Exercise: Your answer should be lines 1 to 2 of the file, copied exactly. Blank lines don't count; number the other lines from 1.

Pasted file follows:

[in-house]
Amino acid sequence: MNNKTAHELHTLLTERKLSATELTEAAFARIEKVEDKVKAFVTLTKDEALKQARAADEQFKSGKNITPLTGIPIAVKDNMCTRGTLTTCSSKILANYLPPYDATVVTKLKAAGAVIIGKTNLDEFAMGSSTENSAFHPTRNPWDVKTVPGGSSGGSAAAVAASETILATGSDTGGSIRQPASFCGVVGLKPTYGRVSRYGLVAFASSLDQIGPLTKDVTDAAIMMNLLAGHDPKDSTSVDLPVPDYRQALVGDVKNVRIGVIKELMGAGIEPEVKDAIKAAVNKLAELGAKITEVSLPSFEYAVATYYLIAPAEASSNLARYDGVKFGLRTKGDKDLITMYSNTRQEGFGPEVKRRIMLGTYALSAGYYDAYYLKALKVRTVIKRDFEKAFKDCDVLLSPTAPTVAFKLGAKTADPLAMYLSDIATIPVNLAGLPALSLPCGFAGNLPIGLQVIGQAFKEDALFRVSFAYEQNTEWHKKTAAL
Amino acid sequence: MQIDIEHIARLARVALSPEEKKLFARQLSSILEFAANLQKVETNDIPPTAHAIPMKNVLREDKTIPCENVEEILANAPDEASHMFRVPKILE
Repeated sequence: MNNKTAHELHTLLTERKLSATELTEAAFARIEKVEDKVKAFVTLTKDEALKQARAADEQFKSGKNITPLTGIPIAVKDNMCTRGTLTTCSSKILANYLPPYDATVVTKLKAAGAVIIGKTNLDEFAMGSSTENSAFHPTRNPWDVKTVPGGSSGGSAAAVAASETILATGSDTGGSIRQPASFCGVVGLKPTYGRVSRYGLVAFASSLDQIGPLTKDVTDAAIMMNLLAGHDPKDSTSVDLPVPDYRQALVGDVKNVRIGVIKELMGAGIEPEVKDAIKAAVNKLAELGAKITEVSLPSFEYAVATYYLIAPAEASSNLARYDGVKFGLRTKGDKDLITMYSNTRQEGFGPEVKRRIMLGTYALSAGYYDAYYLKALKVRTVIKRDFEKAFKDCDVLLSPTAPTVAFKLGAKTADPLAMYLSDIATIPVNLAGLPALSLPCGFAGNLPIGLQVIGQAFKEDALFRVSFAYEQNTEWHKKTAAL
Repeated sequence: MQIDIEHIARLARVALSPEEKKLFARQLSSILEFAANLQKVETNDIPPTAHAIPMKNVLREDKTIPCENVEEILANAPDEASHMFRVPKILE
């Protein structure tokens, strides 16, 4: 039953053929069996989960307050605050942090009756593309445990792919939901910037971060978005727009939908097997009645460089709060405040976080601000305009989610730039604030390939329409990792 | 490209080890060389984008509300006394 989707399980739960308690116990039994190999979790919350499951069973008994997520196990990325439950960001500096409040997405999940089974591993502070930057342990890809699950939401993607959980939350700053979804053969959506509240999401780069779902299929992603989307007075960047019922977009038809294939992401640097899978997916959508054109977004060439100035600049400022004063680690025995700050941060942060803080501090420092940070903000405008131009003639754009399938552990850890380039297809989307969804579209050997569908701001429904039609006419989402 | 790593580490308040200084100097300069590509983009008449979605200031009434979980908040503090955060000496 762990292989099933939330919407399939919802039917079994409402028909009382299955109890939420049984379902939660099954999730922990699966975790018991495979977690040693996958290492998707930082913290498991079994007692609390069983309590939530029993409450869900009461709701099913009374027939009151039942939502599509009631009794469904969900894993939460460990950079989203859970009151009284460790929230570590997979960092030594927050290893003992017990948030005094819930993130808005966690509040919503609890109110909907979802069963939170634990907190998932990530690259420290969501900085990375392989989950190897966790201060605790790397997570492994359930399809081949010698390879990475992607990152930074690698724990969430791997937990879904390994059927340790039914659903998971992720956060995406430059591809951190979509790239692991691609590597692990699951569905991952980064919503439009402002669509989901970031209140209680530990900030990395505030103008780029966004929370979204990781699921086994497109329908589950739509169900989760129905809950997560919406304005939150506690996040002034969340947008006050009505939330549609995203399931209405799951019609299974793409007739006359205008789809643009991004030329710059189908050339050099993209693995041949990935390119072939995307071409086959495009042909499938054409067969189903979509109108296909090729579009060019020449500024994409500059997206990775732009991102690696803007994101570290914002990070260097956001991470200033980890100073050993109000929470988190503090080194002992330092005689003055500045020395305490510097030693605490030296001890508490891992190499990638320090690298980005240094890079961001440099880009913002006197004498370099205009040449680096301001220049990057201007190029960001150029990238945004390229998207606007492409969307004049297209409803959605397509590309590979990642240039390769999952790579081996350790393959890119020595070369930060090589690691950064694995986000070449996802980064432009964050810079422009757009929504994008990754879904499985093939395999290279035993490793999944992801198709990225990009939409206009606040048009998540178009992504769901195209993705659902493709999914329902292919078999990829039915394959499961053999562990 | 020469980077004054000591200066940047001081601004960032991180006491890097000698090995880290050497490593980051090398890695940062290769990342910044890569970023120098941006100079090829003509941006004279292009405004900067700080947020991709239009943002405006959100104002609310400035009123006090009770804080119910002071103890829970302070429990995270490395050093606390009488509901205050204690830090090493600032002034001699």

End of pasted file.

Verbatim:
[in-house]
Amino acid sequence: MNNKTAHELHTLLTERKLSATELTEAAFARIEKVEDKVKAFVTLTKDEALKQARAADEQFKSGKNITPLTGIPIAVKDNMCTRGTLTTCSSKILANYLPPYDATVVTKLKAAGAVIIGKTNLDEFAMGSSTENSAFHPTRNPWDVKTVPGGSSGGSAAAVAASETILATGSDTGGSIRQPASFCGVVGLKPTYGRVSRYGLVAFASSLDQIGPLTKDVTDAAIMMNLLAGHDPKDSTSVDLPVPDYRQALVGDVKNVRIGVIKELMGAGIEPEVKDAIKAAVNKLAELGAKITEVSLPSFEYAVATYYLIAPAEASSNLARYDGVKFGLRTKGDKDLITMYSNTRQEGFGPEVKRRIMLGTYALSAGYYDAYYLKALKVRTVIKRDFEKAFKDCDVLLSPTAPTVAFKLGAKTADPLAMYLSDIATIPVNLAGLPALSLPCGFAGNLPIGLQVIGQAFKEDALFRVSFAYEQNTEWHKKTAAL